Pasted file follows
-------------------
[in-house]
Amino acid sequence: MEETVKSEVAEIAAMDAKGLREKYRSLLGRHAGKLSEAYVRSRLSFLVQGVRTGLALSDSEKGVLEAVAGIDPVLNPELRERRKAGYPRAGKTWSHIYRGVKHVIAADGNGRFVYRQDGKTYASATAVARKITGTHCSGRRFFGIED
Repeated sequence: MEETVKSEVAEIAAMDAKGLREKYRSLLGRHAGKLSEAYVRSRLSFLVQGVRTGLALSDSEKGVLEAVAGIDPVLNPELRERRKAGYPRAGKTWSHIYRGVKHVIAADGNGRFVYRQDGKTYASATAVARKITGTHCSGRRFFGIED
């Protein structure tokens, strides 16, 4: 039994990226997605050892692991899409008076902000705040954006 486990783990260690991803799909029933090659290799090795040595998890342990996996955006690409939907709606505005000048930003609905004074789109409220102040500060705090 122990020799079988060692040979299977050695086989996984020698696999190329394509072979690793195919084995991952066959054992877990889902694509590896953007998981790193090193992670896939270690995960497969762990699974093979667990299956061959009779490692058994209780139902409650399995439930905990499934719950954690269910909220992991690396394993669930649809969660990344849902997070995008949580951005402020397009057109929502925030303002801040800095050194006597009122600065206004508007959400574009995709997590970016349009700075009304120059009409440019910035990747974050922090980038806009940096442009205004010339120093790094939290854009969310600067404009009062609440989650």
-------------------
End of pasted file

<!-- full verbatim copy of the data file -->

[in-house]
Amino acid sequence: MEETVKSEVAEIAAMDAKGLREKYRSLLGRHAGKLSEAYVRSRLSFLVQGVRTGLALSDSEKGVLEAVAGIDPVLNPELRERRKAGYPRAGKTWSHIYRGVKHVIAADGNGRFVYRQDGKTYASATAVARKITGTHCSGRRFFGIED
Repeated sequence: MEETVKSEVAEIAAMDAKGLREKYRSLLGRHAGKLSEAYVRSRLSFLVQGVRTGLALSDSEKGVLEAVAGIDPVLNPELRERRKAGYPRAGKTWSHIYRGVKHVIAADGNGRFVYRQDGKTYASATAVARKITGTHCSGRRFFGIED
């Protein structure tokens, strides 16, 4: 039994990226997605050892692991899409008076902000705040954006 486990783990260690991803799909029933090659290799090795040595998890342990996996955006690409939907709606505005000048930003609905004074789109409220102040500060705090 122990020799079988060692040979299977050695086989996984020698696999190329394509072979690793195919084995991952066959054992877990889902694509590896953007998981790193090193992670896939270690995960497969762990699974093979667990299956061959009779490692058994209780139902409650399995439930905990499934719950954690269910909220992991690396394993669930649809969660990344849902997070995008949580951005402020397009057109929502925030303002801040800095050194006597009122600065206004508007959400574009995709997590970016349009700075009304120059009409440019910035990747974050922090980038806009940096442009205004010339120093790094939290854009969310600067404009009062609440989650």